When Luftwaffe bombers first appeared in force in the night skies over London in September 1940 they heralded the beginning of The Blitz - the most sustained period of concentrated bombing aimed at British cities during World War II.
When, at the height of the Battle of Britain, Luftwaffe supremo Hermann Goering made a decision to blitz London and other major cities, his tactical blunder would ultimately change the course of the war. His flawed judgement to shift the Luftwaffe's attacks away from RAF airfields and radar stations was a ruthless attempt to break the morale of the civilian population, and force Britain to its knees. Devastating as the long night raids were, his brutal plan failed, and with RAF fighters gradually winning control of the skies over southern England, Hitler's preparations to invade England were cancelled.
The Blitz opened with a force of nearly 350 German bombers, escorted by 600 fighters, unloading their mix of incendiary and high explosive bombs into the heart of the city, with wave after wave following through that first September night. The horrifying air raids continued relentlessly throughout the bleak winter into 1941, the chilling sound of air raid sirens a nightly occurrence. And as the bombs rained down on London, Coventry, and other cities, the night sky over southern England was aglow with the flames of destruction. The bombardment continued without respite for nearly eight months and by the last night of the Blitz in May 1941, over 43,000 people had lost their lives, tens of thousands injured, and a million houses destroyed; but the spirit of the British people never wavered.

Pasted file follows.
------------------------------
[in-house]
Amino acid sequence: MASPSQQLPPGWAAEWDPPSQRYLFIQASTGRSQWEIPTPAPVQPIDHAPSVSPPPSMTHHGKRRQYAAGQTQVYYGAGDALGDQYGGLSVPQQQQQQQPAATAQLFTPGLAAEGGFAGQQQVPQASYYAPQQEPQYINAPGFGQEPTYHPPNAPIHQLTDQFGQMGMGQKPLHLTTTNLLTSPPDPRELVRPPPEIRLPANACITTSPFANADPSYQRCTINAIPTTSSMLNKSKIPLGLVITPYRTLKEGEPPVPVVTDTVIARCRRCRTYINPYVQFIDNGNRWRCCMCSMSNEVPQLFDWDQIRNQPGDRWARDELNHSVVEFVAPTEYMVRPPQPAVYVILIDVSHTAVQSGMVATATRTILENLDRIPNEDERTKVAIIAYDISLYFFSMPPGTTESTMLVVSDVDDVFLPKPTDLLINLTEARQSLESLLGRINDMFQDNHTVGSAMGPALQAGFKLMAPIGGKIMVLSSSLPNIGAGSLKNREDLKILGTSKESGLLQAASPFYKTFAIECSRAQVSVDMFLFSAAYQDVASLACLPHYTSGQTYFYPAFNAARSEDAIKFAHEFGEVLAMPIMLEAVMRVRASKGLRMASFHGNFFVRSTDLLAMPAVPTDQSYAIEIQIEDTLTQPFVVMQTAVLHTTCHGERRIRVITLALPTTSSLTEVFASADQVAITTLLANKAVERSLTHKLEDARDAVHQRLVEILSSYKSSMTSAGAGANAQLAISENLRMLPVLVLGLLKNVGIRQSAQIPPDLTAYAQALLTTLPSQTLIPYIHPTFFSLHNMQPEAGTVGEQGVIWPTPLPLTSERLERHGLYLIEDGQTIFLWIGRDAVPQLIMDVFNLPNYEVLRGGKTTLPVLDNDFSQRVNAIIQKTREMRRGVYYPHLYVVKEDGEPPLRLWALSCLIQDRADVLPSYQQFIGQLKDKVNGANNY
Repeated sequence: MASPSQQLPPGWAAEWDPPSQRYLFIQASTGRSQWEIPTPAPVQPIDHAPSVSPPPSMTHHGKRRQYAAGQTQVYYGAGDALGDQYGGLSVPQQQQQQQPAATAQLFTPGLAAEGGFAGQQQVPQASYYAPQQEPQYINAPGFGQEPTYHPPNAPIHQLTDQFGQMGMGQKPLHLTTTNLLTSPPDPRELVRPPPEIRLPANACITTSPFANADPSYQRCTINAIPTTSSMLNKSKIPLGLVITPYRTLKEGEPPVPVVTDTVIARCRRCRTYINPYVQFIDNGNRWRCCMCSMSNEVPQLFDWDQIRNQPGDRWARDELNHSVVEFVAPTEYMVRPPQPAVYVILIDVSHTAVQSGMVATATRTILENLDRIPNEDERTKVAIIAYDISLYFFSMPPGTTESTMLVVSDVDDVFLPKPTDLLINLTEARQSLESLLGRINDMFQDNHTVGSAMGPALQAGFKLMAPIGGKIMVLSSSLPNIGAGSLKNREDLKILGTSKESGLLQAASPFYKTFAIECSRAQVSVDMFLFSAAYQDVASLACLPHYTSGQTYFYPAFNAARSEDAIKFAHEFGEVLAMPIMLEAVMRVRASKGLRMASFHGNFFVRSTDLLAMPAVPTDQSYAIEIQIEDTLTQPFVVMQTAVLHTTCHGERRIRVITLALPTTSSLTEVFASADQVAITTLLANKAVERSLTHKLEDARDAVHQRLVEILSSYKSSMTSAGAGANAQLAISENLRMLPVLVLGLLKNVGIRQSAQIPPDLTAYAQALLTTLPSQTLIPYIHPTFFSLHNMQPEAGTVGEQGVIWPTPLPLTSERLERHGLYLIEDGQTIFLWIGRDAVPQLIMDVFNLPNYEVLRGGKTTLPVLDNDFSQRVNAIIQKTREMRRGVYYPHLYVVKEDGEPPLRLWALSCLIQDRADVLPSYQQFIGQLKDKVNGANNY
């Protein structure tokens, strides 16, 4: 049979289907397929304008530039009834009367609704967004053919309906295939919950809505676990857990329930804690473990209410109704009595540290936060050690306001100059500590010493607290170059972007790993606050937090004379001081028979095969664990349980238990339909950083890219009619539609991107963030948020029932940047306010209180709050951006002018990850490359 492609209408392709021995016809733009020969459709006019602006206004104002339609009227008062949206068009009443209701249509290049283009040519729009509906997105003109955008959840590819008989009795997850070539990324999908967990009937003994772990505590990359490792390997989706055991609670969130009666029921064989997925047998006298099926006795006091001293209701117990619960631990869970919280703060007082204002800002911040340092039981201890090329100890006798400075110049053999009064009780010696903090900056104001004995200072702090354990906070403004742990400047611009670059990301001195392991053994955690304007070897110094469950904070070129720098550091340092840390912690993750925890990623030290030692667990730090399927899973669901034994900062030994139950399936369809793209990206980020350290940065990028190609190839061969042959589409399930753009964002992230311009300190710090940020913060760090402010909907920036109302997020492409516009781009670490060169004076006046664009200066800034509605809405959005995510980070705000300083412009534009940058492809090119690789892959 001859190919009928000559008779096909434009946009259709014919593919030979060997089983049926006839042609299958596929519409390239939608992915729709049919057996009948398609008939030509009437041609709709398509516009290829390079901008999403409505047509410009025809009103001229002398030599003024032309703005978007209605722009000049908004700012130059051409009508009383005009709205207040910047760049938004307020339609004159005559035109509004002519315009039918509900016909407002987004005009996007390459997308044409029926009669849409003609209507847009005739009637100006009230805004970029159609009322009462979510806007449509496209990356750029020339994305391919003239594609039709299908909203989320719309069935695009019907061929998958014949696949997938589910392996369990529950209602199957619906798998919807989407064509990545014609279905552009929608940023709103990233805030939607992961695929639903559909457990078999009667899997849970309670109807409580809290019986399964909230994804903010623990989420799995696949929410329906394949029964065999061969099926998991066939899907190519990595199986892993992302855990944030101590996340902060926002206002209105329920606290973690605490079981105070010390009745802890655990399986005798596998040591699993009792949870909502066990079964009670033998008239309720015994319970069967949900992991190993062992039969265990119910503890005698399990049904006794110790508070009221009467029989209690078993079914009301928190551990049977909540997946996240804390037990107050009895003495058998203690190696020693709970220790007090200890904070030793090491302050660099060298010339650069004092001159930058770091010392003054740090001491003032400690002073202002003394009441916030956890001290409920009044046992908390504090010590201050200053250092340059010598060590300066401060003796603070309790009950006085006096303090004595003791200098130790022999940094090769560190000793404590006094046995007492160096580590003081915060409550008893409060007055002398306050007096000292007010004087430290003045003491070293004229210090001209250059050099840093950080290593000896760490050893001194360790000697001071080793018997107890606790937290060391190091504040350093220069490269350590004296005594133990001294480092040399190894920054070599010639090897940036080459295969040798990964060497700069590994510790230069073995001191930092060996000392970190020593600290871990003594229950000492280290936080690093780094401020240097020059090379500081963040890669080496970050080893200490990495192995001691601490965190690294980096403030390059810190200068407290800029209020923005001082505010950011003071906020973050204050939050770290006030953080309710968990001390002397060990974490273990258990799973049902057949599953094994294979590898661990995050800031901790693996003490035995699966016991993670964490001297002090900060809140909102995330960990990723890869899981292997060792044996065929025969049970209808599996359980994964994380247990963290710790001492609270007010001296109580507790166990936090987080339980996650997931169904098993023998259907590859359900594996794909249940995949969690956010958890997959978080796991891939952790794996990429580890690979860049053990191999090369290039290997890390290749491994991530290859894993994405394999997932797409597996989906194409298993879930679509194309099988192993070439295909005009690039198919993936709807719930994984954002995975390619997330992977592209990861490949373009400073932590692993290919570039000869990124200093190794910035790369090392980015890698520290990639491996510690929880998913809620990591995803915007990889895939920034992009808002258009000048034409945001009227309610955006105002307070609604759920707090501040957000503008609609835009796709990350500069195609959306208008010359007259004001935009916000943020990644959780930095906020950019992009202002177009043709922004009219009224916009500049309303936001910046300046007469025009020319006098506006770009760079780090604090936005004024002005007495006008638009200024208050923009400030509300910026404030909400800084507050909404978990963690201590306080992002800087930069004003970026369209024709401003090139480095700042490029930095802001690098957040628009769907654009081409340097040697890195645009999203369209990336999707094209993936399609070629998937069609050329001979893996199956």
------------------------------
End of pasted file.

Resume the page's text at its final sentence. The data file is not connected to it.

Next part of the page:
Robert Taylor's evocative painting brings to life the frightening scenario of the Luftwaffe's night bombing campaign during the Blitz. It is December 1941, and London is once again under concentrated attack. With fires raging below, the armada of German bombers is clearly visible in the night sky as they sweep across the city. Shimmering in the glow of destruction, a lone Hurricane night-fighter from 85 Squadron, based at nearby Gravesend, engages Heinkel Ills of KG 55 in a desperate attempt to break up the formations. This important painting - by the world's premier aviation artist - portrays one of the most critical periods in Britain's long history. Beautifully reproduced Limited Edition prints, signed by four decorated Luftwaffe aircrew who flew Heinkels over England during the Blitz, and an RAF Hurricane night-fighter pilot, will become a valuable addition to the portfolios of serious collectors of aviation art.
Each print in Robert Taylor's Limited Edition, Fury of Assault, is signed by:
Flight Lieutenant ROY DAINES DFM*
Oberleutnant JOACHIM BERKING
Unteroffizier Fahnenjunker WALTER BOGDAN
Oberleutnant HEINRICH SUDEL
Oberleutnant KARL-HORST MEYER zum FELDE.
29 x 23 inches overall including borders.
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